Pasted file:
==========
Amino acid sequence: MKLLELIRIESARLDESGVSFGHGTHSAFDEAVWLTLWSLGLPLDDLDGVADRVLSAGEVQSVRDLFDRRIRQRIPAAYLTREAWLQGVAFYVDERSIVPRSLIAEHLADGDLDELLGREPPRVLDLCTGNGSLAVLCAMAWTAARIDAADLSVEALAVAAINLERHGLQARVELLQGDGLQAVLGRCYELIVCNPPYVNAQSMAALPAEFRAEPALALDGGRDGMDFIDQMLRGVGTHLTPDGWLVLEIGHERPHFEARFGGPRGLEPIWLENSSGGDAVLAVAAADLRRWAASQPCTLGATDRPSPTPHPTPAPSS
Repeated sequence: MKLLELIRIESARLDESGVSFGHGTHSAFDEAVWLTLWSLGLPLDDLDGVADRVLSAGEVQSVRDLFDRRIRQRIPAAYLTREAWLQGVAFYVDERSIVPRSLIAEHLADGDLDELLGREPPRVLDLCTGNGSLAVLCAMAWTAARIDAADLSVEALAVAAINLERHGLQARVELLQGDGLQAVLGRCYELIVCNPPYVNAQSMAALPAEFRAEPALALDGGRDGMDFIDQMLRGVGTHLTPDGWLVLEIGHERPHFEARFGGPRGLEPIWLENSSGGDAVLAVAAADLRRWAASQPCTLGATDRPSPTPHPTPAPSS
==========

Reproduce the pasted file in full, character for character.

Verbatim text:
Amino acid sequence: MKLLELIRIESARLDESGVSFGHGTHSAFDEAVWLTLWSLGLPLDDLDGVADRVLSAGEVQSVRDLFDRRIRQRIPAAYLTREAWLQGVAFYVDERSIVPRSLIAEHLADGDLDELLGREPPRVLDLCTGNGSLAVLCAMAWTAARIDAADLSVEALAVAAINLERHGLQARVELLQGDGLQAVLGRCYELIVCNPPYVNAQSMAALPAEFRAEPALALDGGRDGMDFIDQMLRGVGTHLTPDGWLVLEIGHERPHFEARFGGPRGLEPIWLENSSGGDAVLAVAAADLRRWAASQPCTLGATDRPSPTPHPTPAPSS
Repeated sequence: MKLLELIRIESARLDESGVSFGHGTHSAFDEAVWLTLWSLGLPLDDLDGVADRVLSAGEVQSVRDLFDRRIRQRIPAAYLTREAWLQGVAFYVDERSIVPRSLIAEHLADGDLDELLGREPPRVLDLCTGNGSLAVLCAMAWTAARIDAADLSVEALAVAAINLERHGLQARVELLQGDGLQAVLGRCYELIVCNPPYVNAQSMAALPAEFRAEPALALDGGRDGMDFIDQMLRGVGTHLTPDGWLVLEIGHERPHFEARFGGPRGLEPIWLENSSGGDAVLAVAAADLRRWAASQPCTLGATDRPSPTPHPTPAPSS